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Topic: Why RG 89.0 dB when it doesn't clip? (Read 22512 times) previous topic - next topic
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Why RG 89.0 dB when it doesn't clip?

Reply #25
A doubling in voltage is exactly 6dB, not "about 6.02dB". When did the laws of physics suddenly change?

Now don't get all Karl Rovian on us!

Is your calculator handy?

20 * log (2) = ???

Why RG 89.0 dB when it doesn't clip?

Reply #26
You're right. It's 6.02dB. I was deliberately lied to by every professional tutor who ever taught me about logs.

Cheers, Slipstreem. 

Why RG 89.0 dB when it doesn't clip?

Reply #27

Since dynamic range is around 98dB in a Compact Disc, that must be the 0 dBFs which is the maximum digital level. If a signal goes over the range, it should clip...



...Am I still wrong???  Dohh!


I've read posts of Dynamic (big thanks) and still don't know what is the dynamic range of CD-DA (44.1kHz 16bit LPCM). 

And, you said that 0 dBFS (max. possible digital level) is around 98dB and min. possible digital level is 0dB?


The dynamic range of CD-DA is infinite if properly dithered, though that's not useful to you.

Imagine a deep fade-out of a full-scale sine wave (i.e. 0 dBfs to start). If you don't dither, the signal must be rounded to the nearest quantization level. So from peaks at -32768 and +32767 it would reach -1 and 0 and turn into a square wave (truncation distortion is thus adding odd harmonics of the fundamental) then it suddenly drops to a level where the negative and positive peaks round to the same value, be it 0 or -1 and the sound stops completely.

In that situation, you have about 96.3 dB dynamic range. (Vp-pmax = 65536, Vp-pmin = 1, work out 20 * log(65536/1) to get dB) where the fundamental signal is present in some form, below which it's absent. In this circumstance, you can usefully consider dynamic range.

However, not dithering is bad practice and shouldn't be considered intrinsic to CD-DA performance.

If you don't dither, the quantization noise might be peaky and related to the signal, or completely cancel the signal when it dips below a peak-to-peak amplitude of about 1. When you use flat dither, this complicated distortion is exchanged for flat, white noise that is constant and uncorrelated with the original signal.

Imagine trying to view the signal waveform on an oscilloscope, whether properly dithered or not. Imagine trying to place a decision threshold (e.g. at a comparator input) to produce a logic-level output, say to count the cycles or generate a clock signal from the live waveform. That sort of engineering situation is where the idea of dynamic range is particularly useful - determining the gap between the noise floor and, say, a saturation level.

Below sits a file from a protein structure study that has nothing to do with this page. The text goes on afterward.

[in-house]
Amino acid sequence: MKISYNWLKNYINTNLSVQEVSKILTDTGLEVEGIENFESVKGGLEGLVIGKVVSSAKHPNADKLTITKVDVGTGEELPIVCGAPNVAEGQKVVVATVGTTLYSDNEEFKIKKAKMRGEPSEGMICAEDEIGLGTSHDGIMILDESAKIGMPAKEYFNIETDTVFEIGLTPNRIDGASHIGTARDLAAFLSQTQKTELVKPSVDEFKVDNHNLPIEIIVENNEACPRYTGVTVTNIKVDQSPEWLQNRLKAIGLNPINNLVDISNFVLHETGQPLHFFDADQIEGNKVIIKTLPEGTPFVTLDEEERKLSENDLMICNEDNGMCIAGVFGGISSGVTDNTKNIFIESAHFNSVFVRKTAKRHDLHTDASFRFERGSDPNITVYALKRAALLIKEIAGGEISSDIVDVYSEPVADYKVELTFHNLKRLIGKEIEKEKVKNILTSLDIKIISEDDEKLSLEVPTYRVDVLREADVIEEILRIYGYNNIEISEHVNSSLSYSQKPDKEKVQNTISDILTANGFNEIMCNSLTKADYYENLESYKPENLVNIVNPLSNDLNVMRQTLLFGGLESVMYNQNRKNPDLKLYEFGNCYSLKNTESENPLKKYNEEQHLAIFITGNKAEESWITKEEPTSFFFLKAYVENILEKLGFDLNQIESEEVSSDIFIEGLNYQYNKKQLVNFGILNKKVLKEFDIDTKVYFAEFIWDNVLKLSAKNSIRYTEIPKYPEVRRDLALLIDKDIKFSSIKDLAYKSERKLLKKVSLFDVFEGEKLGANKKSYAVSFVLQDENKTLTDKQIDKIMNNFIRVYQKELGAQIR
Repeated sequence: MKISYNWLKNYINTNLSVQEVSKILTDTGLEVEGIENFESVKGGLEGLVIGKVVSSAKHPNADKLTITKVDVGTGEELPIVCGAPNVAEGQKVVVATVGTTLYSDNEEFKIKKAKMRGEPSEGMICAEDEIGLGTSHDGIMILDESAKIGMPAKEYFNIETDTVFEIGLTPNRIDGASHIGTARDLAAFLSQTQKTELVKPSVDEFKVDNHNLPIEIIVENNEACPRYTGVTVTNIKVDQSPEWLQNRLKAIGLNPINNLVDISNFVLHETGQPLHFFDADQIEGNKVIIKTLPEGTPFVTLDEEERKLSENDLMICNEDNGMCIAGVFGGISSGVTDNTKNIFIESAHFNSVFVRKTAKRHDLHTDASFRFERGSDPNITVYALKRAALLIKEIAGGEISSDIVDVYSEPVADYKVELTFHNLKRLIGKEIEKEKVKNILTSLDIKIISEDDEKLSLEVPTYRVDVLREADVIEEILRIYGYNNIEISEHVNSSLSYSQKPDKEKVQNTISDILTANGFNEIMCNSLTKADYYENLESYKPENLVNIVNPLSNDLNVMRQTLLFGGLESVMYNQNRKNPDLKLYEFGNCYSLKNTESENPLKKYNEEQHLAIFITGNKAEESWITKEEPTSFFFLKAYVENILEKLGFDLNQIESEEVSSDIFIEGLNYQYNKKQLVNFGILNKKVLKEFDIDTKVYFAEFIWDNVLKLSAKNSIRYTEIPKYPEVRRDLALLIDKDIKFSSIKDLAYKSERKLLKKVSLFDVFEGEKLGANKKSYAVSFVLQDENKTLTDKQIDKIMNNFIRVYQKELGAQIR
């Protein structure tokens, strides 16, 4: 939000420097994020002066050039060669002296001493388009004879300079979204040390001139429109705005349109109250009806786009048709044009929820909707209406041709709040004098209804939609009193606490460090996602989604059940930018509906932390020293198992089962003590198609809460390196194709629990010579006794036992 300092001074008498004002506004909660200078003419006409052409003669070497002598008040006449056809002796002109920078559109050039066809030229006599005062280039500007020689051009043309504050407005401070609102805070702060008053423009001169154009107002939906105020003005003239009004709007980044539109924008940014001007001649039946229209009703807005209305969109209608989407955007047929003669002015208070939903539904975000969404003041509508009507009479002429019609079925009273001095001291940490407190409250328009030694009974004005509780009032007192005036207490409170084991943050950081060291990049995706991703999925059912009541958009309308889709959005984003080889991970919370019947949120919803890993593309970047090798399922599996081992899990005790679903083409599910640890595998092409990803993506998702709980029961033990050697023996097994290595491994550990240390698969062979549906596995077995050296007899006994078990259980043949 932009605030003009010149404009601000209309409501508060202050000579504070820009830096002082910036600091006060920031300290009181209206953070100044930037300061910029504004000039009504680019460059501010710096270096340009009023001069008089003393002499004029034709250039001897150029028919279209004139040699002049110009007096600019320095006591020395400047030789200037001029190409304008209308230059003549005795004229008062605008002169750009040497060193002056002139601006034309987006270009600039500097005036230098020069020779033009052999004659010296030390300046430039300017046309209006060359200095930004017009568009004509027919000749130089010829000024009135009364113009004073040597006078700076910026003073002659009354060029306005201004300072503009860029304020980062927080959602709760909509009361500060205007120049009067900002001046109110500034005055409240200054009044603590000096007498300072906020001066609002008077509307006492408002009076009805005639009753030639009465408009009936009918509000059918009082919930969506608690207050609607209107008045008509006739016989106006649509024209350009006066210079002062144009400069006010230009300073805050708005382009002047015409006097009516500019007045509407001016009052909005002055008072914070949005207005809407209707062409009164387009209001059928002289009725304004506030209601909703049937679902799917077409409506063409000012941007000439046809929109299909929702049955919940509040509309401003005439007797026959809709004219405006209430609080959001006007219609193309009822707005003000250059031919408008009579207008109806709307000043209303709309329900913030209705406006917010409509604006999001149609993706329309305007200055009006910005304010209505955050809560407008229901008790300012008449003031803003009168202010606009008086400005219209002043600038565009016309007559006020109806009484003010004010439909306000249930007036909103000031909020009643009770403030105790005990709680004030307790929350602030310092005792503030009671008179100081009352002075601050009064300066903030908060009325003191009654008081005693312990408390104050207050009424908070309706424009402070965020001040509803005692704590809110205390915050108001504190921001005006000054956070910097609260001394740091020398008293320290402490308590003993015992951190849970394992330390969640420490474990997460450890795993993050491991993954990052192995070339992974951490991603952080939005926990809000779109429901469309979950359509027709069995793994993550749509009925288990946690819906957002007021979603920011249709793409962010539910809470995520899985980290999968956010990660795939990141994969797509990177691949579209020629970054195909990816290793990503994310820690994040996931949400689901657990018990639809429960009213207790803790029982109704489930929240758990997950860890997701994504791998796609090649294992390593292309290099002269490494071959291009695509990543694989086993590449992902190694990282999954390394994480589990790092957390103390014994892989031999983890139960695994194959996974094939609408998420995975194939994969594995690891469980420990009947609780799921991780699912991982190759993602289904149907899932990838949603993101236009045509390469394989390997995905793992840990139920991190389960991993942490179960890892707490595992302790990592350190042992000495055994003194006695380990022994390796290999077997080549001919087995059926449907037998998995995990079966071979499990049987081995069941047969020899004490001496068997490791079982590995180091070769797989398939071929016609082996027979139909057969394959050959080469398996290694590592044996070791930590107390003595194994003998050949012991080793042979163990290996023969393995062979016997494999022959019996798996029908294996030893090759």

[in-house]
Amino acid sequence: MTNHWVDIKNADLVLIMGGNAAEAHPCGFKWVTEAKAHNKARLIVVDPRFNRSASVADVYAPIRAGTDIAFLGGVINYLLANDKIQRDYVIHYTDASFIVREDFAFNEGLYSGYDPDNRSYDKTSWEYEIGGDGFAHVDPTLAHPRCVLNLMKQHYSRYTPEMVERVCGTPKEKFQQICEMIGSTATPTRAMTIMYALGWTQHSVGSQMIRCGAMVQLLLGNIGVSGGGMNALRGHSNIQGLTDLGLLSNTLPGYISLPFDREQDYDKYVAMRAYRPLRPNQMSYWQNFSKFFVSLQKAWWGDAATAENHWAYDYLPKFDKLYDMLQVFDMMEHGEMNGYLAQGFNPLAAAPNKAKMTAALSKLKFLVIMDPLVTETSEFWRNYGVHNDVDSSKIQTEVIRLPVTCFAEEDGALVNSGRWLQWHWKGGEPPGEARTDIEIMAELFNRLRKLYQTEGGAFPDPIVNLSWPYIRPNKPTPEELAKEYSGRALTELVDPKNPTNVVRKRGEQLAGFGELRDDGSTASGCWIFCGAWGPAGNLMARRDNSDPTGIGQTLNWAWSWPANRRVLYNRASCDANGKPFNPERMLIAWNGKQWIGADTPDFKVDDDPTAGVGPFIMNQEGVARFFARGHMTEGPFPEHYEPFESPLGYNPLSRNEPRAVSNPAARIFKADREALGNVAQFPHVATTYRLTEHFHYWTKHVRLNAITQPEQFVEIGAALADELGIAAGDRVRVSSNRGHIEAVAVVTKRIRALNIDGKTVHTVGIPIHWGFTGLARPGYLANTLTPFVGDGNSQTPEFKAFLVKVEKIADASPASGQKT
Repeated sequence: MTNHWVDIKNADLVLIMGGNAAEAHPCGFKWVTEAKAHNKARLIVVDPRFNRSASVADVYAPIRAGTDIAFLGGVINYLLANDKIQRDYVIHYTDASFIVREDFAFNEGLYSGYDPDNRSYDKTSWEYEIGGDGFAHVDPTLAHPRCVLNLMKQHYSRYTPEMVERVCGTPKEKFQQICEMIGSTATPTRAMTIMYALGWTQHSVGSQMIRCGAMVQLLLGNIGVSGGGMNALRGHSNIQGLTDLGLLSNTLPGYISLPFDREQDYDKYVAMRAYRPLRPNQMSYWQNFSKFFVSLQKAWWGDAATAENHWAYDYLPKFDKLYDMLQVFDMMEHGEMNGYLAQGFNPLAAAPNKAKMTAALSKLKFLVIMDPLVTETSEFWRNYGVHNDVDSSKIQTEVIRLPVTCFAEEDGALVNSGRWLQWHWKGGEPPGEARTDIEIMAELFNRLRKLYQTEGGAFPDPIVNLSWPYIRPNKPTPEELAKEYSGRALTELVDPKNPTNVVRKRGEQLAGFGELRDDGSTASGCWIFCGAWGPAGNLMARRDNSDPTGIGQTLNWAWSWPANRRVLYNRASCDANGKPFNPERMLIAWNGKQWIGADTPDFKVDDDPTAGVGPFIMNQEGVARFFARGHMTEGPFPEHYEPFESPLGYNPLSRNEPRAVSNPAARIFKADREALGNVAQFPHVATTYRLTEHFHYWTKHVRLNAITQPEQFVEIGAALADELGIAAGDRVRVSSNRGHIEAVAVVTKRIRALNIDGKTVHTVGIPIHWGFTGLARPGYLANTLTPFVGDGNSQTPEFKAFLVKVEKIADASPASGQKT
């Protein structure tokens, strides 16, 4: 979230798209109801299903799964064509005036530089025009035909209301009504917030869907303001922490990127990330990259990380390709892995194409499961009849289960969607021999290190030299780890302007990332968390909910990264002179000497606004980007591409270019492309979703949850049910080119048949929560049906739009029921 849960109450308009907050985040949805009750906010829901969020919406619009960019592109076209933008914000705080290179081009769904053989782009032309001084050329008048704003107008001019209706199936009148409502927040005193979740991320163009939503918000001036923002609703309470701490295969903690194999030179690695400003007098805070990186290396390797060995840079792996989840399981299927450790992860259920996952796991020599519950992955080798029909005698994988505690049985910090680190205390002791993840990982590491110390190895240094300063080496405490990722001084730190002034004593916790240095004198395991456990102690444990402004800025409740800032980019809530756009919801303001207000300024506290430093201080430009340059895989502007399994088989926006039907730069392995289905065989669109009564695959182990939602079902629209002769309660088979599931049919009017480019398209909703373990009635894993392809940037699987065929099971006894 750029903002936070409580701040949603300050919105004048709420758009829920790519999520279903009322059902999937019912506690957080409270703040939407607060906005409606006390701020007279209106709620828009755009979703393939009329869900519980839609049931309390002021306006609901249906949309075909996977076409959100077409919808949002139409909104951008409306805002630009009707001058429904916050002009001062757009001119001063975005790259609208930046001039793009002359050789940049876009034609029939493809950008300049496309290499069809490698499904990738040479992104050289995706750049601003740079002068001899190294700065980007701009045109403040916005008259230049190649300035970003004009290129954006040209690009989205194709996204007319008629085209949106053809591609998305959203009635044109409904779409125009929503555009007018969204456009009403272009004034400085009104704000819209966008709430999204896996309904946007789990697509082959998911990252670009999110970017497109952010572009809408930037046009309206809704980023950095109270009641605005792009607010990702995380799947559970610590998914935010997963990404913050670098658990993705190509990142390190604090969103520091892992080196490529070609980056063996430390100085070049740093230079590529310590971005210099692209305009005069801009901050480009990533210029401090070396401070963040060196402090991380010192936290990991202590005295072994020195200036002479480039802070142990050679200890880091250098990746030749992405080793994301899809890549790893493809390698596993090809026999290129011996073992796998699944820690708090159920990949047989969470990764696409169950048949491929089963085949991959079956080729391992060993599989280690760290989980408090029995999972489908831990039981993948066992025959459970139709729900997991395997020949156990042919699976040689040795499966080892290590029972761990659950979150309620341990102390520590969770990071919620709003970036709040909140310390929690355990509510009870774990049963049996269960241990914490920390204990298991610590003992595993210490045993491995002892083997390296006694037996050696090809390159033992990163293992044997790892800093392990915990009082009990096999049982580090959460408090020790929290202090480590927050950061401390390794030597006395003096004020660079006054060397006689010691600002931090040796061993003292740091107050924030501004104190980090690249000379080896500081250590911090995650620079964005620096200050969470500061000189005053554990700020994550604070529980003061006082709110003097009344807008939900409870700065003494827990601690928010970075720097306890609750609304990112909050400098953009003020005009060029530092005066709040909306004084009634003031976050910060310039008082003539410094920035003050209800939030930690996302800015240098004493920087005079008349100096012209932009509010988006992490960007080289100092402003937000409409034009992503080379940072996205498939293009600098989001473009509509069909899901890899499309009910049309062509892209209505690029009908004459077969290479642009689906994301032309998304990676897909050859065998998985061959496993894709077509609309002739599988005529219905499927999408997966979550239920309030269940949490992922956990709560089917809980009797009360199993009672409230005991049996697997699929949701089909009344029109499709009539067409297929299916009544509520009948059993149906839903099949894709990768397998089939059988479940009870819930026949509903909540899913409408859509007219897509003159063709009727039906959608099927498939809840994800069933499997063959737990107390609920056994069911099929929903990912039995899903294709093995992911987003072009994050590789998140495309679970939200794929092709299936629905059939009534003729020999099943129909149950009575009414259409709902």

With a digital sampling oscilloscope supplied with a suitable clock source you could average the signal over numerous cycles (e.g. 16 or 64), and be able to discern signals below the unaveraged noise floor if they were properly dithered in the first place. But being able to see this isn't the same as dealing with the live waveform.

On many sampling oscilloscopes you can also perform FFT analysis for a spectral view and approximate frequency analysis. Likewise waveform averaging, that involves a form of averaging any white noise present in, say, the 1024-sample FFT window to spread it over the 511 or 512 frequency bins in the power spectrum (remember positive and negative frequencies end up in the same bin, hence the number of bins is half the number of samples in the FFT window). Dividing the power equally among 512 bins it will be at a level in each bin that is about 10 * log(1/512) = -27.1 dB lower than the supposed noise floor measured from the waveform view (the waveform view noise floor is over the whole bandwidth present (e.g. 22.050 kHz for CD-DA), while the FFT of the noise within one bin is over that bin's bandwidth (e.g. 22.05kHz/512 = 43 Hz for CD-DA with 1024-point FFT). So from -96 dBfs, we can resolve sinusoids around 27 dB lower - say -123 dBfs, which would add to the equal noise power in that bin bandwidth, giving a bin power of -120 dBfs, standing out about the relatively flat noise.

The maximum sinusoid we could see would be full scale, i.e. 0 dBfs. So the dynamic range when analysed by a 1024-point FFT is about 120 dB.

1024-point FFTs on CD-DA aren't far from how the ear perceives sound (frequency and time resolution of the ear are in the same ball park as those of the 1024-point FFT), so you might argue that for humans, CD-DA has around 120 dB of usable dynamic range (assuming adequate flat-spectrum dither), though the signal gradually and gracefully sinks into the noise floor without suddenly disappearing.